# Calculating normals of a mesh

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### #21poita

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Posted 20 March 2010 - 09:50 PM

The elongated cube was the first counter example given: the normals get incorrectly skewed toward the longer sides, even though the local geometry stays the same (it's still a cube after all). Yes, the box is a bad example, but this applies to all non-uniform scaling of meshes, the box is just a simple illustration.

Another example is just with any mesh that is more subdivided in one area than another -- the more subdivided the mesh becomes, the less those triangles influence the normal, which will result in very odd normals on the boundary of lowly/highly subdivided surface regions.

### #22JarkkoL

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Posted 20 March 2010 - 11:24 PM

.oisyn said:

The real world mostly just uses the normals produced by modeling applications, and artists are able to tweak them ;)
I wish you could rely on explicit normals. Not all 3d file formats support explicit normals, even less modelling software allow you to tweak the normals, even less of that software exports the normals properly and even if you would get the normals through the entire pipeline you would still have to run vertex smoothing to get the other two vectors for the tangent space. Tweaking normals manually is also very taunting task for artist, and I don't really take pleasure in making artists' life miserable d:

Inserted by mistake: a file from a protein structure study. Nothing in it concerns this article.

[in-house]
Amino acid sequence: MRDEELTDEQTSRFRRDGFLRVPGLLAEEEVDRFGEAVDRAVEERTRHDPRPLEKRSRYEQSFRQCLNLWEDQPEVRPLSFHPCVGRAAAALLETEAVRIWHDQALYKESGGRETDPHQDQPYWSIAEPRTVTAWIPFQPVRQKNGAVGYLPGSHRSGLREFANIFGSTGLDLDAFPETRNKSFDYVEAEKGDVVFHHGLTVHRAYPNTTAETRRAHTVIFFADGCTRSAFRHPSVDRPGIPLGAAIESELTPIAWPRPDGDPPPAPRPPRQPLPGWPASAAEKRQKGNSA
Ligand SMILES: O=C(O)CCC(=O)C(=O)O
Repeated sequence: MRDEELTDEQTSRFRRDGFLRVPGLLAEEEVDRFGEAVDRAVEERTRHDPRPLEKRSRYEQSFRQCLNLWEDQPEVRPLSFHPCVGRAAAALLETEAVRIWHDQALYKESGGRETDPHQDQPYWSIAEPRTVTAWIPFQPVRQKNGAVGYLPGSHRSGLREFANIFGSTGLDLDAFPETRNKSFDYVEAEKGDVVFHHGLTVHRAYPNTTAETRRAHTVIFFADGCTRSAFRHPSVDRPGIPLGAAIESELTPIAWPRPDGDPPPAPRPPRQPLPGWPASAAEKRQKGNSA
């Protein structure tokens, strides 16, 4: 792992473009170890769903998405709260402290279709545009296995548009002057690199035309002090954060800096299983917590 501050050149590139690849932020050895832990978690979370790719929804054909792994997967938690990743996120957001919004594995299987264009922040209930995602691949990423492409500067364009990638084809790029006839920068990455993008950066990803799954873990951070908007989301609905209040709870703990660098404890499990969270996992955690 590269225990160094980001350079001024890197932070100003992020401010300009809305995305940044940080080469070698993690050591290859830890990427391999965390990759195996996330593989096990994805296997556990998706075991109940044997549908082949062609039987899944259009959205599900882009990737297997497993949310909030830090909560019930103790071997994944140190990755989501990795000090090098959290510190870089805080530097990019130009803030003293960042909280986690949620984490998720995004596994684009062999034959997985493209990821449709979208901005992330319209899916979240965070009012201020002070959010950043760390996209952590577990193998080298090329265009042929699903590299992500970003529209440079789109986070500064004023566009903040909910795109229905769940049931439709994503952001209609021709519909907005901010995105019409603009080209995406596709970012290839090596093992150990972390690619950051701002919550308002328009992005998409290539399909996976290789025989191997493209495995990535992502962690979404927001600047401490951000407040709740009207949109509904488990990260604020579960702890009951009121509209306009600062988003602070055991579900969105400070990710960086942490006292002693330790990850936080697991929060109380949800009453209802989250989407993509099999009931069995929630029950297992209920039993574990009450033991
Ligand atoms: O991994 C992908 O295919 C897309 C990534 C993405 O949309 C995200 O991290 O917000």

poita said:

The elongated cube was the first counter example given: the normals get incorrectly skewed toward the longer sides, even though the local geometry stays the same (it's still a cube after all).
Oh, but it is actually correct behavior to skew the normals towards the longer sides. When you start with a cube, the vertex normals represent a sphere. When you scale the box along one of the axes, it's an ellipsoid and you have to skew the normals accordingly. If you wouldn't the normal interpolation result in the lighting for a larger sphere. So, this example actually supports the method of using triangle area in vertex smoothing.

Could you elaborate what kind of concrete case are you after with the second example? I have done some un-even subdivision on terrain geometry, but I haven't noticed any odd normals in those cases using the triangle area. On a subdivided cube that was bevelled, using the triangle area looks better IMO, because there is less lighting anomality on quads next to the cube edges because normals are more bent towards the cube face.

### #23Luz Reyes

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Posted 28 September 2010 - 02:04 PM

A similar discussion has taken place here: http://www.gamedev.n...topic_id=355340. Might want to check it out. They find a pretty elegant solution.

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